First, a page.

A most valuable player
Ellsbury proves his worth to Sox
In his relatively short career, Jacoby Ellsbury, one of the best athletes in the majors, has done some pretty impressive things. He wows you with grace and speed. He’s wowed everyone this season with his power and ability to perform in the clutch.
During this horrible month of September, he’s been the one Red Sox who has risen above the malaise. But nothing can compare to what he did last night. MVP voters take note: this was Ellsbury’s most important MVP moment.
With his team’s back against the wall, at the low point of their season, Ellsbury resuscitated his team. The All-Star center fielder belted a three-run homer in the 14th inning to give the Sox a 7-4 win and a split of yesterday’s doubleheader. Ellsbury, who became the first 30-30 man in Sox history when he homered in Game 1, has 31 homers and 103 RBIs to go along with a .322 average and a .928 OPS. If he was on the fringes of the American League MVP voting before this moment, he’s smack dab in the middle of it now.
“With first and second, two outs, [Scott Proctor] threw me a first-pitch breaking ball and I was sitting on a fastball,’’ said Ellsbury. “Fortunately he threw something over the plate and I was able to drive it out. In that situation I’m looking for something I can drive.
“It’s a huge win because it allows us to control our destiny. If we go out and win we don’t have to scoreboard watch.’’
The next thing his teammates and others are waiting from Ellsbury are leadership qualities. Ellsbury has been able to stay healthy and suit up for 155 games this season after playing only 18 because of broken ribs in 2010. He’s heading into his last arbitration year and it will be interesting if he cashes in on this incredible season now (long-term deal with the Sox) or later (free agency).
That’s a story for a few weeks from now. Right now Ellsbury is on fire, hitting .348 in his last 37 games with 11 homers and 29 RBIs. It is precisely these moments that separate the MVP pool and because the Sox have had such a rotten month, it appeared Ellsbury’s chances had faded.
But with one stroke of the bat, he got the Sox in a more comfortable position. As he would pointed out, the Sox don’t have to scoreboard watch if they go to Baltimore and take care of the last-place Orioles. If the Sox win three, they’re in. There’s also the possibility of a one-game playoff should they end the season tied with the Rays.
Ellsbury acknowledged he didn’t have time to think about the 30-30 status because “I was trying to prepare for [Ivan] Nova. We haven’t seen too much of him, so I wasn’t really able to spend too much time thinking about it. I’ll reflect some more on the plane.’’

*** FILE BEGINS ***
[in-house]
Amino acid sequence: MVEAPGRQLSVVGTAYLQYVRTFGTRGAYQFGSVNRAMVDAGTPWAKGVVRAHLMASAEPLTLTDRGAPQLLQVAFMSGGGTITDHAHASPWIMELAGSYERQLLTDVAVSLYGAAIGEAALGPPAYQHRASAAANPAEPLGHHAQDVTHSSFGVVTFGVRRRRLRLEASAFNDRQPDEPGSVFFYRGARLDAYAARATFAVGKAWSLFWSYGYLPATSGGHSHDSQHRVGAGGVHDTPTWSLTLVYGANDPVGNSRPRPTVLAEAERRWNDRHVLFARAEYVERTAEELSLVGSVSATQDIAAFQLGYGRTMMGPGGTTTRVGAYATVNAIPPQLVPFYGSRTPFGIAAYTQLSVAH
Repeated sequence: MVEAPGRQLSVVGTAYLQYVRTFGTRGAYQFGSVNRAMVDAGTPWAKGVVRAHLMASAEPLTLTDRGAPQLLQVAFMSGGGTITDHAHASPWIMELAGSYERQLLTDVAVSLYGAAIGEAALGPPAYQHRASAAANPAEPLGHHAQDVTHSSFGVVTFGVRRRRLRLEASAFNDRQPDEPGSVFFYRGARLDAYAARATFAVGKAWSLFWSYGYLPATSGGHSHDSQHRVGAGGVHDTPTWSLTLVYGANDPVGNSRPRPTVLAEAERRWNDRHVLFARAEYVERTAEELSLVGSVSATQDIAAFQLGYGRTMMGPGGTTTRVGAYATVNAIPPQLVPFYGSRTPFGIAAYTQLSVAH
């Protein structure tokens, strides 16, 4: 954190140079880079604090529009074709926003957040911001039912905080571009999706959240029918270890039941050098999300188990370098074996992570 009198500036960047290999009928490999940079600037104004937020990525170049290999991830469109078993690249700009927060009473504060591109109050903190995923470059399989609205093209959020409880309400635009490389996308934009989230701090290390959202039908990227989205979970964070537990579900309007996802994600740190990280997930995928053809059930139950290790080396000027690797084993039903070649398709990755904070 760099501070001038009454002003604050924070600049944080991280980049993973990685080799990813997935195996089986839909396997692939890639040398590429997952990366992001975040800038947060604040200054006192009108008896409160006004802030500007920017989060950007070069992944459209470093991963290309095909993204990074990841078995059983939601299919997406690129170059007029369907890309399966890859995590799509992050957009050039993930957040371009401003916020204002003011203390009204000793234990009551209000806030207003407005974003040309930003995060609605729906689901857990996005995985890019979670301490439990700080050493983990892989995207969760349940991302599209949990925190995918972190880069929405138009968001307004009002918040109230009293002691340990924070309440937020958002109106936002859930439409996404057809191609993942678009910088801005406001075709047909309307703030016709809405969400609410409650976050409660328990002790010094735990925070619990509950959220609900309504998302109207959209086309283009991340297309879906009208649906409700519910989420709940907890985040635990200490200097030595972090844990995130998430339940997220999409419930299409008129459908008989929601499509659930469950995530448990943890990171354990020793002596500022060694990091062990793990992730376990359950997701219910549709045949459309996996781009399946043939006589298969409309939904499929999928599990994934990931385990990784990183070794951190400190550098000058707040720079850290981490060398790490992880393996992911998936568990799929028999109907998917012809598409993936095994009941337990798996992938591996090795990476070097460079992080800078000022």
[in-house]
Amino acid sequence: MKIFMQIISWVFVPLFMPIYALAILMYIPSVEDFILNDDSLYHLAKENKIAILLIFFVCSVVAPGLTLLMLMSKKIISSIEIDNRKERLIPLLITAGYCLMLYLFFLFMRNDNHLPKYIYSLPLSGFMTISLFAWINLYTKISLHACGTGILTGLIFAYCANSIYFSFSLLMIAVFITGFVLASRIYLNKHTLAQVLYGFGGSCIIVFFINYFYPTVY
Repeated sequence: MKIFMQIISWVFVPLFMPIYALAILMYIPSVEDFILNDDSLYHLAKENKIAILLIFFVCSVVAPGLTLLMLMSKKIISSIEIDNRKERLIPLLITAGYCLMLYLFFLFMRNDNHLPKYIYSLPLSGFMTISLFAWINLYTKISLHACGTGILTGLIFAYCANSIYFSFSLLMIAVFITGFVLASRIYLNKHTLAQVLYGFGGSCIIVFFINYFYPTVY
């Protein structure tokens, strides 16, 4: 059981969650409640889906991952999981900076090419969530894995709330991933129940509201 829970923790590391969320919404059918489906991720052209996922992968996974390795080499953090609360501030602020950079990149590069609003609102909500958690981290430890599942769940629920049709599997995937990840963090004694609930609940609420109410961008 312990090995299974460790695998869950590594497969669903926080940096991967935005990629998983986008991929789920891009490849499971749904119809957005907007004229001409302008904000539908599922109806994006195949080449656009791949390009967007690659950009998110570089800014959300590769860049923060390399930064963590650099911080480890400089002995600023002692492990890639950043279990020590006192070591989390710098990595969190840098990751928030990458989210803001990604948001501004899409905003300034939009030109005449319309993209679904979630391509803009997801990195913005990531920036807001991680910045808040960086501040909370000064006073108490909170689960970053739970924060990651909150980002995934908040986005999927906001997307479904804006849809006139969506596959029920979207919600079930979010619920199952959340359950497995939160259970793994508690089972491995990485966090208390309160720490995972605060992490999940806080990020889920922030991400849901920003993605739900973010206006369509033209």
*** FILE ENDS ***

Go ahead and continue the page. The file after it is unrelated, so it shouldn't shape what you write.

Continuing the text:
Ellsbury had a tough time against Nova. He couldn’t come up with a key two-out hit in the third or fourth inning that could have broken things open. And in the seventh, he had another chance but took a called third strike. In the 10th, he blooped a base hit to left field and in the 12th had knocked into a double play.
So here he was in the 14th. A one-out single by pinch hitter Darnell McDonald followed by a walk to Marco Scutaro. Two outs, two on. Proctor put one where Ellsbury likes it and the game turned that quickly.
Red Sox players were happy for Ellsbury, who took a lot of heat for rehabbing and training on his own in Arizona last season. He’s come from that low to this high. He’s dropped the fragile label and consistently put his body at risk with diving catches and aggressive base running.
He uses more clichés than Crash Davis when he does interviews, but who cares? He does his talking on the field, where everyone in this organization hoped it would happen.
He’s had such a great year that opposing fear him. They gameplan to stop Ellsbury. They try to pitch around him and pray he doesn’t get on base. Now he’s added the power. The ability to hit the ball out of the park at any given moment.
His homers have not been cheapies. At Fenway, he hits them to right field. This isn’t a guy short on power and strength. If his teammates followed Ellsbury’s strength and conditioning regimen, they would be better off. He’s become the player the team most relies on for big hits and big plays.
In last night’s nightcap, there were certainly plenty of big moments.
Jonathan Papelbon’s 2 1/3 shutout innings. John Lackey’s six strong innings, Franklin Morales’s two scoreless innings.
But none were bigger than Ellsbury’s moment.
“He’s had so many big hits for us this year,’’ said Dustin Pedroia, who made an exceptional defensive play to rob Curtis Granderson of a hit in the 13th. “That just continued tonight. We’re all very happy and proud of him. He’s come along way.’’
“We just put ourselves in a good position,’’ Ellsbury said. “Our bullpen. Our whole pitching staff was lights out. It enabled us to compete for 14 innings I think it’s huge momentum. It would have been tough to lose this game and then it would be tough to get in and we’d be scoreboard watching as well.’’
The fact he’s talking for the team is a sign he’s moving into a leadership role.
“Yeah, we know what’s at stake,’’ he said.
The biggest thing Ellsbury has earned?
His actions, his ability to recognize a moment and seize it.
He has arrived.
He performed his biggest MVP feat yet.